“This model year lineup may not be enough to reverse Harley’s US retail sales declines, now in their third consecutive year,” said USB analyst Robin Farley, per the Times.

Harley sold 54,786 units domestically in quarter two of last year, and 49,668 in this most recent quarter. That’s a decline of 5,118 units (9.3%) year-over-year.

The company has made other changes in an effort to drag its hogs into the modern age. LED headlights and a USB port will come standard on all new models. Cruise control will come standard on the Heritage Classic and will be available as an add-on on all other models. Anti-lock breaks will come pre-installed on the Fat Boy, the Deluxe, the Heritage Classic and the Breakout, and will be optional on the other models.

Some die-hard Harley riders, Fleming says, have resisted such changes as electric starters and anti-lock breaking systems.

Perhaps in an effort to appease such customers, Harley has given the Heritage Classic, along with some of the other new models, a vintage look, featuring, per Fleming, “spoked wheels, blacked-out rims and period-correct headlight bezels,” among other “details.”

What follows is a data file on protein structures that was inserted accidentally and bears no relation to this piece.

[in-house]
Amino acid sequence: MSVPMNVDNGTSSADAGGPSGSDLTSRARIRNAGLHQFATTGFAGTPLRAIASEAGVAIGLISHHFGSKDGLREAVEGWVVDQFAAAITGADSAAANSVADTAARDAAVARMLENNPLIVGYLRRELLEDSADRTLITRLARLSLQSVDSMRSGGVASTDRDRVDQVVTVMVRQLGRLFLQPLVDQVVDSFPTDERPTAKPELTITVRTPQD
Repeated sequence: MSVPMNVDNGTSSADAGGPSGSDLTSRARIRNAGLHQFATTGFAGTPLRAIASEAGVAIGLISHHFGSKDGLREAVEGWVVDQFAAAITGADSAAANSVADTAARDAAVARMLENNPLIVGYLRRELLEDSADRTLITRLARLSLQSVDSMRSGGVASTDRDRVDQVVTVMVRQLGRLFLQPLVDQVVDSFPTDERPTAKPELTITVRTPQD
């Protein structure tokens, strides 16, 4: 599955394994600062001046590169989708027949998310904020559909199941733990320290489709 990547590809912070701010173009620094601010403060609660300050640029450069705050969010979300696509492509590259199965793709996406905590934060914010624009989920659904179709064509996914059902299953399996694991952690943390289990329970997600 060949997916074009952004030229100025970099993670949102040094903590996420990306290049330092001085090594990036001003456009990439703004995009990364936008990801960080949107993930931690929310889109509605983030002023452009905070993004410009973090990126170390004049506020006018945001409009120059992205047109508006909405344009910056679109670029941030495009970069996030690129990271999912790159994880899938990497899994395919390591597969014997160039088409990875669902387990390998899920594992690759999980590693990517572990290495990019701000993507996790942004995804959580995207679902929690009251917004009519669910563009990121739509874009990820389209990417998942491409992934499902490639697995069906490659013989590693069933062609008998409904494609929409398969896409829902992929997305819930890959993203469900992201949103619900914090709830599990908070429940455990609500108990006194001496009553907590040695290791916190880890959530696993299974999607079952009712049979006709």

Like all Harleys, the new models will benefit from the company’s parts and accessories catalog. Riders will be able to modify seat and handlebar configurations and make other changes.

Fleming, who test-rode the Heritage Classic and the Fat Boy, says both of those bikes sit low, making them suitable for smaller riders.

The Low Rider and the Street Bob, each of which costs $14,999, are the most budget-friendly of the new models. The Heritage Classic and the Fat Boy are the most expensive of the new bikes; with the 114 engine, each of those bikes will cost $20,299.

Featured Image via Wikimedia Commons